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Belfast neighborhood braces for violence
BELFAST, Northern Ireland - The upper floor of Angela Clarke's neat brick townhouse looks out over two towering structures, both testament to noble ambition that went wrong.
Just to the north looms the huge yellow crane of Harland and Wolff, the historic Belfast shipyard best known for a mighty steamship it launched in 1911, the Titanic. And right across the street rises the 20-foot-high barrier of brick, steel and wire that was erected to ensure peace between Clarke's Roman Catholic housing project and her Protestant neighbors a block away.
"They call it the "peace wall,' " Clarke snorts. "But ... this is peace? People are getting shot around here! Last couple of months, there's petrol bombs, pipe bombs, paint bombs flying over that thing. The other night, they threw a couple of six-inch bolts, smashed my wee daughter's window."
There hasn't been much peace on the other side of the wall, either. Five Protestants have been shot since June, although none fatally, and the Protestant neighborhood seems to have just as many homes with boarded-up windows and bullet holes in the walls.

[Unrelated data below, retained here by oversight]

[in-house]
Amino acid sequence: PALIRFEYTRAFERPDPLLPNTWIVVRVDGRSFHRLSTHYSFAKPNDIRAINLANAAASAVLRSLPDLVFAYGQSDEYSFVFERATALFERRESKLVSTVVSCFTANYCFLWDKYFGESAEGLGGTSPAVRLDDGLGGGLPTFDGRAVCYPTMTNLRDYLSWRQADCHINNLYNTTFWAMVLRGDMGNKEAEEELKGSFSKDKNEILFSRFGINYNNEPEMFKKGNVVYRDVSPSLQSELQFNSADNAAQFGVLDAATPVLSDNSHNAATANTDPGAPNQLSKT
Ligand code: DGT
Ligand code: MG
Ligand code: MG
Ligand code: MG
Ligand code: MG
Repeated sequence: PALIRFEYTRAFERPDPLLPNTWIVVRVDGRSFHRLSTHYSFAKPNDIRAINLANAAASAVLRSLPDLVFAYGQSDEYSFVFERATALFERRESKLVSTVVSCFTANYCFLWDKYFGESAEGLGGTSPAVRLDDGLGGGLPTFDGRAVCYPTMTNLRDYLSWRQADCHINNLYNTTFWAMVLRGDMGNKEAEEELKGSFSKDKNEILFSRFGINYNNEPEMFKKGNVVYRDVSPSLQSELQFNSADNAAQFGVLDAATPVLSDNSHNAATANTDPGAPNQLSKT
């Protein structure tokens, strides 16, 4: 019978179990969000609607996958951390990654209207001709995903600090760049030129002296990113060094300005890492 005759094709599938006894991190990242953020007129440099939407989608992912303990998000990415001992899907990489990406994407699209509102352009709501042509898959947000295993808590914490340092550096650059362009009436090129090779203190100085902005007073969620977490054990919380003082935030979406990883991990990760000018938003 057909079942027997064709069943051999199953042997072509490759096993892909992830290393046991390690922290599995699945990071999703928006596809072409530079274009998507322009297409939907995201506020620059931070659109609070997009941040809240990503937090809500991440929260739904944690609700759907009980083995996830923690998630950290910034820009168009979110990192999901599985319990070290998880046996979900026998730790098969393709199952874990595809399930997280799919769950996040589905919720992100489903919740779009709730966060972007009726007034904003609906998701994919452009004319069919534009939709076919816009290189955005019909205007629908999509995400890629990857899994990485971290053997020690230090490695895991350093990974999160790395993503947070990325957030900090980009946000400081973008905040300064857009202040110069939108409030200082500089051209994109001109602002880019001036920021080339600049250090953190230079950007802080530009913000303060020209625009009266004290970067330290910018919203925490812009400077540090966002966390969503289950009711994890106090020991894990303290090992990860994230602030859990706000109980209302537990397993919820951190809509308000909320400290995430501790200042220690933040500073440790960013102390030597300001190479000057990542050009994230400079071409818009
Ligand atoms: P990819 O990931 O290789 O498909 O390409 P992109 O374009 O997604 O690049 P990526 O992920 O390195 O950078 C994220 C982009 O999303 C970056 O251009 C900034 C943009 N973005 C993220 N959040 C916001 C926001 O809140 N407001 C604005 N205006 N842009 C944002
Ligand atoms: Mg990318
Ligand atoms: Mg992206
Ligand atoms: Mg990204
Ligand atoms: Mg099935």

Police say heavily armed sectarian paramilitaries are responsible for most of these shootings and bomb throwings. This type of violence has largely died out elsewhere in Northern Ireland since the Good Friday peace agreement of 1998, but for reasons no one can quite explain it has continued week after week in this corner of East Belfast.
Late Thursday night, Clarke and others in the neighborhood of Short Strand were particularly watchful, as Protestants across the British province of Northern Ireland gathered for the traditional July 11 street parties and bonfires. Today, tens of thousands will take part in noisy parades marking the July 12 anniversary of the 1690 battle in which a Protestant king defeated a Catholic army.